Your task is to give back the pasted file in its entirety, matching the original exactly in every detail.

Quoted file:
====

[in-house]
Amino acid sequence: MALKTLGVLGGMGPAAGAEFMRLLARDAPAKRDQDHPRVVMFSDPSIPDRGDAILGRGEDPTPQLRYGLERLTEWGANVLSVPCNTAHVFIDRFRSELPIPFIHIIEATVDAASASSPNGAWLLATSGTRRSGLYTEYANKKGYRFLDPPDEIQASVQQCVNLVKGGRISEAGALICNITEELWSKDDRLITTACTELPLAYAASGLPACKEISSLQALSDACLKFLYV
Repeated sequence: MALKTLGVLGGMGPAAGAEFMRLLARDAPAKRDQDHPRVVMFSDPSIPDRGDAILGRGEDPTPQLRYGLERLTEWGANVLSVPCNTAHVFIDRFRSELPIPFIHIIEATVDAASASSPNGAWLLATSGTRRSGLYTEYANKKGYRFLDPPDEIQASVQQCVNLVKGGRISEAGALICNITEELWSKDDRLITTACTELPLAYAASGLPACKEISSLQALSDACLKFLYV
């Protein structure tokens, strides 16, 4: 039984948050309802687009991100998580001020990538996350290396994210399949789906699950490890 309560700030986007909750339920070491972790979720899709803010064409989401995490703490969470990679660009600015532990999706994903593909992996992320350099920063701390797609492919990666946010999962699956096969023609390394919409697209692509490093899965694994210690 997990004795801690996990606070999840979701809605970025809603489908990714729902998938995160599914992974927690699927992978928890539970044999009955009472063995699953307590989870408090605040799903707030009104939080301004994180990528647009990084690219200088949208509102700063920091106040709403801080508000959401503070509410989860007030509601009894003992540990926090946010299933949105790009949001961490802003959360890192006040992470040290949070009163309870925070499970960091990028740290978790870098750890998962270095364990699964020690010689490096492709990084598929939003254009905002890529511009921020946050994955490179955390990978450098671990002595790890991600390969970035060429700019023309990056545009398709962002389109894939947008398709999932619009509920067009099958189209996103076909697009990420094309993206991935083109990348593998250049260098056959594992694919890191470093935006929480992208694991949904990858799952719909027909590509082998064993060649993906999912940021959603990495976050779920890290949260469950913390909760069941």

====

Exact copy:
[in-house]
Amino acid sequence: MALKTLGVLGGMGPAAGAEFMRLLARDAPAKRDQDHPRVVMFSDPSIPDRGDAILGRGEDPTPQLRYGLERLTEWGANVLSVPCNTAHVFIDRFRSELPIPFIHIIEATVDAASASSPNGAWLLATSGTRRSGLYTEYANKKGYRFLDPPDEIQASVQQCVNLVKGGRISEAGALICNITEELWSKDDRLITTACTELPLAYAASGLPACKEISSLQALSDACLKFLYV
Repeated sequence: MALKTLGVLGGMGPAAGAEFMRLLARDAPAKRDQDHPRVVMFSDPSIPDRGDAILGRGEDPTPQLRYGLERLTEWGANVLSVPCNTAHVFIDRFRSELPIPFIHIIEATVDAASASSPNGAWLLATSGTRRSGLYTEYANKKGYRFLDPPDEIQASVQQCVNLVKGGRISEAGALICNITEELWSKDDRLITTACTELPLAYAASGLPACKEISSLQALSDACLKFLYV
């Protein structure tokens, strides 16, 4: 039984948050309802687009991100998580001020990538996350290396994210399949789906699950490890 309560700030986007909750339920070491972790979720899709803010064409989401995490703490969470990679660009600015532990999706994903593909992996992320350099920063701390797609492919990666946010999962699956096969023609390394919409697209692509490093899965694994210690 997990004795801690996990606070999840979701809605970025809603489908990714729902998938995160599914992974927690699927992978928890539970044999009955009472063995699953307590989870408090605040799903707030009104939080301004994180990528647009990084690219200088949208509102700063920091106040709403801080508000959401503070509410989860007030509601009894003992540990926090946010299933949105790009949001961490802003959360890192006040992470040290949070009163309870925070499970960091990028740290978790870098750890998962270095364990699964020690010689490096492709990084598929939003254009905002890529511009921020946050994955490179955390990978450098671990002595790890991600390969970035060429700019023309990056545009398709962002389109894939947008398709999932619009509920067009099958189209996103076909697009990420094309993206991935083109990348593998250049260098056959594992694919890191470093935006929480992208694991949904990858799952719909027909590509082998064993060649993906999912940021959603990495976050779920890290949260469950913390909760069941």